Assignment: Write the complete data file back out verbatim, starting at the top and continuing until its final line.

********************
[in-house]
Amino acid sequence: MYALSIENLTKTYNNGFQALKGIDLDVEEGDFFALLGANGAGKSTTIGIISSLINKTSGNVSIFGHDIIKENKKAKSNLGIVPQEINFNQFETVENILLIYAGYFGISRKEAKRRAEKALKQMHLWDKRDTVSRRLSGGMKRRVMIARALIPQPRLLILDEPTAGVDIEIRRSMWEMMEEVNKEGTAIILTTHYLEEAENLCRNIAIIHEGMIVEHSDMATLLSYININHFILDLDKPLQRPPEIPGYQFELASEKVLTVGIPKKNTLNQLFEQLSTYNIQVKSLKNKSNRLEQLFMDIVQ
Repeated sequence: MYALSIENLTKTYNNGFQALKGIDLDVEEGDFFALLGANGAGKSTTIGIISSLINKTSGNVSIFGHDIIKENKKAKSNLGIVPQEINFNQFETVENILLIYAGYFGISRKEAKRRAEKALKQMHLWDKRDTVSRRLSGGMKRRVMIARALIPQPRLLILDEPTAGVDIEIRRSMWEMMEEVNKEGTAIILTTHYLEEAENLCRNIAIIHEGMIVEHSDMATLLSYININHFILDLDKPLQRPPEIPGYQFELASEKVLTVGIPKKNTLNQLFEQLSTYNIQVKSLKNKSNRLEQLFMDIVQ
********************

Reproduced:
[in-house]
Amino acid sequence: MYALSIENLTKTYNNGFQALKGIDLDVEEGDFFALLGANGAGKSTTIGIISSLINKTSGNVSIFGHDIIKENKKAKSNLGIVPQEINFNQFETVENILLIYAGYFGISRKEAKRRAEKALKQMHLWDKRDTVSRRLSGGMKRRVMIARALIPQPRLLILDEPTAGVDIEIRRSMWEMMEEVNKEGTAIILTTHYLEEAENLCRNIAIIHEGMIVEHSDMATLLSYININHFILDLDKPLQRPPEIPGYQFELASEKVLTVGIPKKNTLNQLFEQLSTYNIQVKSLKNKSNRLEQLFMDIVQ
Repeated sequence: MYALSIENLTKTYNNGFQALKGIDLDVEEGDFFALLGANGAGKSTTIGIISSLINKTSGNVSIFGHDIIKENKKAKSNLGIVPQEINFNQFETVENILLIYAGYFGISRKEAKRRAEKALKQMHLWDKRDTVSRRLSGGMKRRVMIARALIPQPRLLILDEPTAGVDIEIRRSMWEMMEEVNKEGTAIILTTHYLEEAENLCRNIAIIHEGMIVEHSDMATLLSYININHFILDLDKPLQRPPEIPGYQFELASEKVLTVGIPKKNTLNQLFEQLSTYNIQVKSLKNKSNRLEQLFMDIVQ